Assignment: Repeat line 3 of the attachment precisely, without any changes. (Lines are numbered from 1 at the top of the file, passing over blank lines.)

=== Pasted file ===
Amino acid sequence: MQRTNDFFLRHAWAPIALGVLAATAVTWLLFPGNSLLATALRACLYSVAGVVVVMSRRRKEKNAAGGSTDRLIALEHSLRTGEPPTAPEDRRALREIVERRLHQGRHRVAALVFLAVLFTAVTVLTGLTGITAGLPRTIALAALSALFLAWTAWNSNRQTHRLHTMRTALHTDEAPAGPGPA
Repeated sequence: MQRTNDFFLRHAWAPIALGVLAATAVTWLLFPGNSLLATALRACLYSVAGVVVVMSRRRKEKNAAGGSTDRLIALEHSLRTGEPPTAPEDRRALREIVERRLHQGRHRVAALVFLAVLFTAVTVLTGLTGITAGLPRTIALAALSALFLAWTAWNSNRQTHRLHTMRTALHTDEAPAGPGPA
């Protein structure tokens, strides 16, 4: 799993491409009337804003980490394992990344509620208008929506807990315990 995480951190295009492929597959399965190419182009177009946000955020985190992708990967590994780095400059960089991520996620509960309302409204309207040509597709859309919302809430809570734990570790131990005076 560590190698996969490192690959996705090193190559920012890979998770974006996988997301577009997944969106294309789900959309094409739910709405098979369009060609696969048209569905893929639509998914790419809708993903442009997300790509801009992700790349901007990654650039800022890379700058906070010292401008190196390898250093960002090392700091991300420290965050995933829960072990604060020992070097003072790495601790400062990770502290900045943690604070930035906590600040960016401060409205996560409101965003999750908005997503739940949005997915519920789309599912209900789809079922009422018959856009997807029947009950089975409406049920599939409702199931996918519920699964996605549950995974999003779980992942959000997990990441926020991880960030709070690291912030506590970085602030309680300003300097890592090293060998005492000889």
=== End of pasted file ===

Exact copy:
């Protein structure tokens, strides 16, 4: 799993491409009337804003980490394992990344509620208008929506807990315990 995480951190295009492929597959399965190419182009177009946000955020985190992708990967590994780095400059960089991520996620509960309302409204309207040509597709859309919302809430809570734990570790131990005076 560590190698996969490192690959996705090193190559920012890979998770974006996988997301577009997944969106294309789900959309094409739910709405098979369009060609696969048209569905893929639509998914790419809708993903442009997300790509801009992700790349901007990654650039800022890379700058906070010292401008190196390898250093960002090392700091991300420290965050995933829960072990604060020992070097003072790495601790400062990770502290900045943690604070930035906590600040960016401060409205996560409101965003999750908005997503739940949005997915519920789309599912209900789809079922009422018959856009997807029947009950089975409406049920599939409702199931996918519920699964996605549950995974999003779980992942959000997990990441926020991880960030709070690291912030506590970085602030309680300003300097890592090293060998005492000889």